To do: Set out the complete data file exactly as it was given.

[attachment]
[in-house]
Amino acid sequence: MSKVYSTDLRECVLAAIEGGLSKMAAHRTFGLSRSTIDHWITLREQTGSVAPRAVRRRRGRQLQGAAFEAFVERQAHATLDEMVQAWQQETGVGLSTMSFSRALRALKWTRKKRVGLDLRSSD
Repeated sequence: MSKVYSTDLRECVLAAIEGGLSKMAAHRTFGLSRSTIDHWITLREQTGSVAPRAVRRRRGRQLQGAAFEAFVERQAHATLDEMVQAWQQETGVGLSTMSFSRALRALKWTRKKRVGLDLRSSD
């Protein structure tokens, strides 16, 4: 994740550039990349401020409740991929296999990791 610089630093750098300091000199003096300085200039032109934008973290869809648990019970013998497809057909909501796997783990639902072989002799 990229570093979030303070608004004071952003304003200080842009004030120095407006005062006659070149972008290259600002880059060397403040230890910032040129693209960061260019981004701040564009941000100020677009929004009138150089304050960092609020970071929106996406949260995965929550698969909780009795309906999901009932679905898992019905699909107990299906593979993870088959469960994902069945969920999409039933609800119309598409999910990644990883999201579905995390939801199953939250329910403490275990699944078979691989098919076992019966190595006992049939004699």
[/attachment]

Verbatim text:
[in-house]
Amino acid sequence: MSKVYSTDLRECVLAAIEGGLSKMAAHRTFGLSRSTIDHWITLREQTGSVAPRAVRRRRGRQLQGAAFEAFVERQAHATLDEMVQAWQQETGVGLSTMSFSRALRALKWTRKKRVGLDLRSSD
Repeated sequence: MSKVYSTDLRECVLAAIEGGLSKMAAHRTFGLSRSTIDHWITLREQTGSVAPRAVRRRRGRQLQGAAFEAFVERQAHATLDEMVQAWQQETGVGLSTMSFSRALRALKWTRKKRVGLDLRSSD
């Protein structure tokens, strides 16, 4: 994740550039990349401020409740991929296999990791 610089630093750098300091000199003096300085200039032109934008973290869809648990019970013998497809057909909501796997783990639902072989002799 990229570093979030303070608004004071952003304003200080842009004030120095407006005062006659070149972008290259600002880059060397403040230890910032040129693209960061260019981004701040564009941000100020677009929004009138150089304050960092609020970071929106996406949260995965929550698969909780009795309906999901009932679905898992019905699909107990299906593979993870088959469960994902069945969920999409039933609800119309598409999910990644990883999201579905995390939801199953939250329910403490275990699944078979691989098919076992019966190595006992049939004699």